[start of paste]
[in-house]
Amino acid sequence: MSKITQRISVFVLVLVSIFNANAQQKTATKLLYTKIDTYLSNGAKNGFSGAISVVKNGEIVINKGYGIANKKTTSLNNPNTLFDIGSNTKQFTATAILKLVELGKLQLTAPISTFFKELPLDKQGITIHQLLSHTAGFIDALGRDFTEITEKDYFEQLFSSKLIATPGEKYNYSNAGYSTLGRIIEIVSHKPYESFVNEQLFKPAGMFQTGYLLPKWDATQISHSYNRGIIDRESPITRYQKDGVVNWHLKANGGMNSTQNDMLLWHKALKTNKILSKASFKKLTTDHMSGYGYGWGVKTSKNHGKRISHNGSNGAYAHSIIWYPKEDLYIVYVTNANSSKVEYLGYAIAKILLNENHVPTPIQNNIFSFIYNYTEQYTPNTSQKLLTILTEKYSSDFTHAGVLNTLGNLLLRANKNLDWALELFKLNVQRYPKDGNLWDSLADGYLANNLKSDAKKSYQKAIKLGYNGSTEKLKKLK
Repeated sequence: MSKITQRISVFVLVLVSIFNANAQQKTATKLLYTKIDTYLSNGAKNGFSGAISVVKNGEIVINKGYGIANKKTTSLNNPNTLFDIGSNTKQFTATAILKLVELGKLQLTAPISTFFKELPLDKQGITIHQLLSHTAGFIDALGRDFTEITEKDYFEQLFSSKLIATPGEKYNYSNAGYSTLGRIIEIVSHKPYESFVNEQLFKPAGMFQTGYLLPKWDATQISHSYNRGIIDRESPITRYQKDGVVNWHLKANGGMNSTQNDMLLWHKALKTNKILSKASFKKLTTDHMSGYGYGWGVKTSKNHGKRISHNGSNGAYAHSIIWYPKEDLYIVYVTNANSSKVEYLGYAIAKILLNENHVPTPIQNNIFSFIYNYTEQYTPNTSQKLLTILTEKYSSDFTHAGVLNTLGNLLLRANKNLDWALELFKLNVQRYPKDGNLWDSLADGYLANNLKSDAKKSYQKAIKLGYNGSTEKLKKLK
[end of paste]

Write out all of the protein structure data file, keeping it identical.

[in-house]
Amino acid sequence: MSKITQRISVFVLVLVSIFNANAQQKTATKLLYTKIDTYLSNGAKNGFSGAISVVKNGEIVINKGYGIANKKTTSLNNPNTLFDIGSNTKQFTATAILKLVELGKLQLTAPISTFFKELPLDKQGITIHQLLSHTAGFIDALGRDFTEITEKDYFEQLFSSKLIATPGEKYNYSNAGYSTLGRIIEIVSHKPYESFVNEQLFKPAGMFQTGYLLPKWDATQISHSYNRGIIDRESPITRYQKDGVVNWHLKANGGMNSTQNDMLLWHKALKTNKILSKASFKKLTTDHMSGYGYGWGVKTSKNHGKRISHNGSNGAYAHSIIWYPKEDLYIVYVTNANSSKVEYLGYAIAKILLNENHVPTPIQNNIFSFIYNYTEQYTPNTSQKLLTILTEKYSSDFTHAGVLNTLGNLLLRANKNLDWALELFKLNVQRYPKDGNLWDSLADGYLANNLKSDAKKSYQKAIKLGYNGSTEKLKKLK
Repeated sequence: MSKITQRISVFVLVLVSIFNANAQQKTATKLLYTKIDTYLSNGAKNGFSGAISVVKNGEIVINKGYGIANKKTTSLNNPNTLFDIGSNTKQFTATAILKLVELGKLQLTAPISTFFKELPLDKQGITIHQLLSHTAGFIDALGRDFTEITEKDYFEQLFSSKLIATPGEKYNYSNAGYSTLGRIIEIVSHKPYESFVNEQLFKPAGMFQTGYLLPKWDATQISHSYNRGIIDRESPITRYQKDGVVNWHLKANGGMNSTQNDMLLWHKALKTNKILSKASFKKLTTDHMSGYGYGWGVKTSKNHGKRISHNGSNGAYAHSIIWYPKEDLYIVYVTNANSSKVEYLGYAIAKILLNENHVPTPIQNNIFSFIYNYTEQYTPNTSQKLLTILTEKYSSDFTHAGVLNTLGNLLLRANKNLDWALELFKLNVQRYPKDGNLWDSLADGYLANNLKSDAKKSYQKAIKLGYNGSTEKLKKLK